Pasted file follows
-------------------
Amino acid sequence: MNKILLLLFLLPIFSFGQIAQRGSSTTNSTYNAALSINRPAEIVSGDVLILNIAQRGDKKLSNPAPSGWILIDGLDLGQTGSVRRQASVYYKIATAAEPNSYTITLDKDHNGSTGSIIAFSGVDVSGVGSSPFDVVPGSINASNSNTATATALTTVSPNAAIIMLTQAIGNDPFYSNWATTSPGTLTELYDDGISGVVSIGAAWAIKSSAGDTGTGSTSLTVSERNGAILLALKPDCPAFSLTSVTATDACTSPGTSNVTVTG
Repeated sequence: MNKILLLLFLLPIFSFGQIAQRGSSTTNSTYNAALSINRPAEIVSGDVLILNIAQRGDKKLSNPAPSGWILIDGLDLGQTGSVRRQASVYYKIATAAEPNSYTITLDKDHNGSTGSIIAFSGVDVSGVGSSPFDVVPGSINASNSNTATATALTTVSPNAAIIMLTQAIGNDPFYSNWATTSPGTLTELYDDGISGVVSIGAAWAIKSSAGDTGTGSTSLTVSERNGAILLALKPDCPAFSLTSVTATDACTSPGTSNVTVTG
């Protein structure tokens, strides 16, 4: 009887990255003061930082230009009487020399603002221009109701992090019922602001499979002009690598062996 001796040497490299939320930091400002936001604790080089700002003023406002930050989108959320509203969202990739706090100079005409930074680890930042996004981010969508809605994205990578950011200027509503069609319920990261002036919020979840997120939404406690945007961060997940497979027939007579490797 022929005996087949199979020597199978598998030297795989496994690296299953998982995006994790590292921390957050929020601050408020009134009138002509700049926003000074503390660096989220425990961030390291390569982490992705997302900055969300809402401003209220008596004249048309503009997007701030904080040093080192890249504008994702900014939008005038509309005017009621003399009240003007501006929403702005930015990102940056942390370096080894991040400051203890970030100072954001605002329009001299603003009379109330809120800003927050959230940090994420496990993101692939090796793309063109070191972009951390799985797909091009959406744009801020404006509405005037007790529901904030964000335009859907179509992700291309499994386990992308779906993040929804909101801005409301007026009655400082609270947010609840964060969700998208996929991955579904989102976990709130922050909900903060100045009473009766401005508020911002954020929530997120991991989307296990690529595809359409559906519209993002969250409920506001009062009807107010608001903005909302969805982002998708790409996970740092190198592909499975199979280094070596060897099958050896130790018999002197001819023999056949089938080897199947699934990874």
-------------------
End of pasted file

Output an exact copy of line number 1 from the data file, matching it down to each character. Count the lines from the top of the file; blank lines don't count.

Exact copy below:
Amino acid sequence: MNKILLLLFLLPIFSFGQIAQRGSSTTNSTYNAALSINRPAEIVSGDVLILNIAQRGDKKLSNPAPSGWILIDGLDLGQTGSVRRQASVYYKIATAAEPNSYTITLDKDHNGSTGSIIAFSGVDVSGVGSSPFDVVPGSINASNSNTATATALTTVSPNAAIIMLTQAIGNDPFYSNWATTSPGTLTELYDDGISGVVSIGAAWAIKSSAGDTGTGSTSLTVSERNGAILLALKPDCPAFSLTSVTATDACTSPGTSNVTVTG